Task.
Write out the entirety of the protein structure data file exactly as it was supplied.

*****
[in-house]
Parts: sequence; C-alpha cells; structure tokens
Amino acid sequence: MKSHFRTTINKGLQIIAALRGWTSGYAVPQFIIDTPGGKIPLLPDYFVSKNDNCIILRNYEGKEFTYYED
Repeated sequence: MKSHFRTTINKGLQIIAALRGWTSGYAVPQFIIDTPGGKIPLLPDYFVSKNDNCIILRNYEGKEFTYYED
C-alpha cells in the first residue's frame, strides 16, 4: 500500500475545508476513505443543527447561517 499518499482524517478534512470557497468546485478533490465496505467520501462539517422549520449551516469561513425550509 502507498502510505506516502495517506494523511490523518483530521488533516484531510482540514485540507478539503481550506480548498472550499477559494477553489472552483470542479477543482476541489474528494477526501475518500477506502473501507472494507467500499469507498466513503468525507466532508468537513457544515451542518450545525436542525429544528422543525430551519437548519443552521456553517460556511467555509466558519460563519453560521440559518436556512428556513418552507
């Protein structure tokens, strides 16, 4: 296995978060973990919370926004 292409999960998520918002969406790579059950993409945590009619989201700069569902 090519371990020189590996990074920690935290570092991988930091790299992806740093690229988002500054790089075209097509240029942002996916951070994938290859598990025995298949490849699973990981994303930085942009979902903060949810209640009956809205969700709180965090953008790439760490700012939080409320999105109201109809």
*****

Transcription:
[in-house]
Parts: sequence; C-alpha cells; structure tokens
Amino acid sequence: MKSHFRTTINKGLQIIAALRGWTSGYAVPQFIIDTPGGKIPLLPDYFVSKNDNCIILRNYEGKEFTYYED
Repeated sequence: MKSHFRTTINKGLQIIAALRGWTSGYAVPQFIIDTPGGKIPLLPDYFVSKNDNCIILRNYEGKEFTYYED
C-alpha cells in the first residue's frame, strides 16, 4: 500500500475545508476513505443543527447561517 499518499482524517478534512470557497468546485478533490465496505467520501462539517422549520449551516469561513425550509 502507498502510505506516502495517506494523511490523518483530521488533516484531510482540514485540507478539503481550506480548498472550499477559494477553489472552483470542479477543482476541489474528494477526501475518500477506502473501507472494507467500499469507498466513503468525507466532508468537513457544515451542518450545525436542525429544528422543525430551519437548519443552521456553517460556511467555509466558519460563519453560521440559518436556512428556513418552507
């Protein structure tokens, strides 16, 4: 296995978060973990919370926004 292409999960998520918002969406790579059950993409945590009619989201700069569902 090519371990020189590996990074920690935290570092991988930091790299992806740093690229988002500054790089075209097509240029942002996916951070994938290859598990025995298949490849699973990981994303930085942009979902903060949810209640009956809205969700709180965090953008790439760490700012939080409320999105109201109809």